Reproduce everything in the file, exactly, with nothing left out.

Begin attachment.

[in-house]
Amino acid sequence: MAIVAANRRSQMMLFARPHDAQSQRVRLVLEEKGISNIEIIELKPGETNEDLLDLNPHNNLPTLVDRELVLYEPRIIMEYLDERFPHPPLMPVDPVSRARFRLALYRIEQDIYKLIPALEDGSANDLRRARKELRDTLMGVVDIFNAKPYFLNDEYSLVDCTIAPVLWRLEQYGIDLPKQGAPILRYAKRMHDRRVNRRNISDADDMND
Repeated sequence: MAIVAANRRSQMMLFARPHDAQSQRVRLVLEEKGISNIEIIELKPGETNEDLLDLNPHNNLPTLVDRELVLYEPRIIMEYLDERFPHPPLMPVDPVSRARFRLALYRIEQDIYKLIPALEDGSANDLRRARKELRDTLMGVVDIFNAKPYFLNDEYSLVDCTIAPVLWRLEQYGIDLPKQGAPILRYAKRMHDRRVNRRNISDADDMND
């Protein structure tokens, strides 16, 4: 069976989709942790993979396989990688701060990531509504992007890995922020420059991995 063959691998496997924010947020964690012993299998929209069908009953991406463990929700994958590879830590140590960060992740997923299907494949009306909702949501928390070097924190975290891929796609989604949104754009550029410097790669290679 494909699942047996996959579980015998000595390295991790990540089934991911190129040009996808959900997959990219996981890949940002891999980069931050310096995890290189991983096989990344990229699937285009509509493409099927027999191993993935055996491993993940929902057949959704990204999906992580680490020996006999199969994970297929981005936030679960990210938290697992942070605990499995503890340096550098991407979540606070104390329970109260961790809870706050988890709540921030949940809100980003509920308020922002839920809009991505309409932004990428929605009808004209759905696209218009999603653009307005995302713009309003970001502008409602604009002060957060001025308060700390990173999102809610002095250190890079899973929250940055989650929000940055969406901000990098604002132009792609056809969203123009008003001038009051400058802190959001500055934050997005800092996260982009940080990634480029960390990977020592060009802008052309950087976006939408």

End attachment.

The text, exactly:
[in-house]
Amino acid sequence: MAIVAANRRSQMMLFARPHDAQSQRVRLVLEEKGISNIEIIELKPGETNEDLLDLNPHNNLPTLVDRELVLYEPRIIMEYLDERFPHPPLMPVDPVSRARFRLALYRIEQDIYKLIPALEDGSANDLRRARKELRDTLMGVVDIFNAKPYFLNDEYSLVDCTIAPVLWRLEQYGIDLPKQGAPILRYAKRMHDRRVNRRNISDADDMND
Repeated sequence: MAIVAANRRSQMMLFARPHDAQSQRVRLVLEEKGISNIEIIELKPGETNEDLLDLNPHNNLPTLVDRELVLYEPRIIMEYLDERFPHPPLMPVDPVSRARFRLALYRIEQDIYKLIPALEDGSANDLRRARKELRDTLMGVVDIFNAKPYFLNDEYSLVDCTIAPVLWRLEQYGIDLPKQGAPILRYAKRMHDRRVNRRNISDADDMND
């Protein structure tokens, strides 16, 4: 069976989709942790993979396989990688701060990531509504992007890995922020420059991995 063959691998496997924010947020964690012993299998929209069908009953991406463990929700994958590879830590140590960060992740997923299907494949009306909702949501928390070097924190975290891929796609989604949104754009550029410097790669290679 494909699942047996996959579980015998000595390295991790990540089934991911190129040009996808959900997959990219996981890949940002891999980069931050310096995890290189991983096989990344990229699937285009509509493409099927027999191993993935055996491993993940929902057949959704990204999906992580680490020996006999199969994970297929981005936030679960990210938290697992942070605990499995503890340096550098991407979540606070104390329970109260961790809870706050988890709540921030949940809100980003509920308020922002839920809009991505309409932004990428929605009808004209759905696209218009999603653009307005995302713009309003970001502008409602604009002060957060001025308060700390990173999102809610002095250190890079899973929250940055989650929000940055969406901000990098604002132009792609056809969203123009008003001038009051400058802190959001500055934050997005800092996260982009940080990634480029960390990977020592060009802008052309950087976006939408």